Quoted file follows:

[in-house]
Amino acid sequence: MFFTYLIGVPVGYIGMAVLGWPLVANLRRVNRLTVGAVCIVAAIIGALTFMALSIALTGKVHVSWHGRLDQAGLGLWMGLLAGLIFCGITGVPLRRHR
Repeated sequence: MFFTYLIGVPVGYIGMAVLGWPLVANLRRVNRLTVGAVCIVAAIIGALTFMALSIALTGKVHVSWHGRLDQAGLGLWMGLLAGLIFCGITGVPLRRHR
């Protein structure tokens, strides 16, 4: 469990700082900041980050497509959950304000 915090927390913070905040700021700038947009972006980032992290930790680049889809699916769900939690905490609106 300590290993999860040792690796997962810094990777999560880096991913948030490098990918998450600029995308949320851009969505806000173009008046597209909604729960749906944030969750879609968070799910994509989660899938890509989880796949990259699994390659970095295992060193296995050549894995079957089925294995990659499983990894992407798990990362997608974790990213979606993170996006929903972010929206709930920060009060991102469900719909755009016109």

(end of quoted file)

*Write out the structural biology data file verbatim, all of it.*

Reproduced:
[in-house]
Amino acid sequence: MFFTYLIGVPVGYIGMAVLGWPLVANLRRVNRLTVGAVCIVAAIIGALTFMALSIALTGKVHVSWHGRLDQAGLGLWMGLLAGLIFCGITGVPLRRHR
Repeated sequence: MFFTYLIGVPVGYIGMAVLGWPLVANLRRVNRLTVGAVCIVAAIIGALTFMALSIALTGKVHVSWHGRLDQAGLGLWMGLLAGLIFCGITGVPLRRHR
């Protein structure tokens, strides 16, 4: 469990700082900041980050497509959950304000 915090927390913070905040700021700038947009972006980032992290930790680049889809699916769900939690905490609106 300590290993999860040792690796997962810094990777999560880096991913948030490098990918998450600029995308949320851009969505806000173009008046597209909604729960749906944030969750879609968070799910994509989660899938890509989880796949990259699994390659970095295992060193296995050549894995079957089925294995990659499983990894992407798990990362997608974790990213979606993170996006929903972010929206709930920060009060991102469900719909755009016109």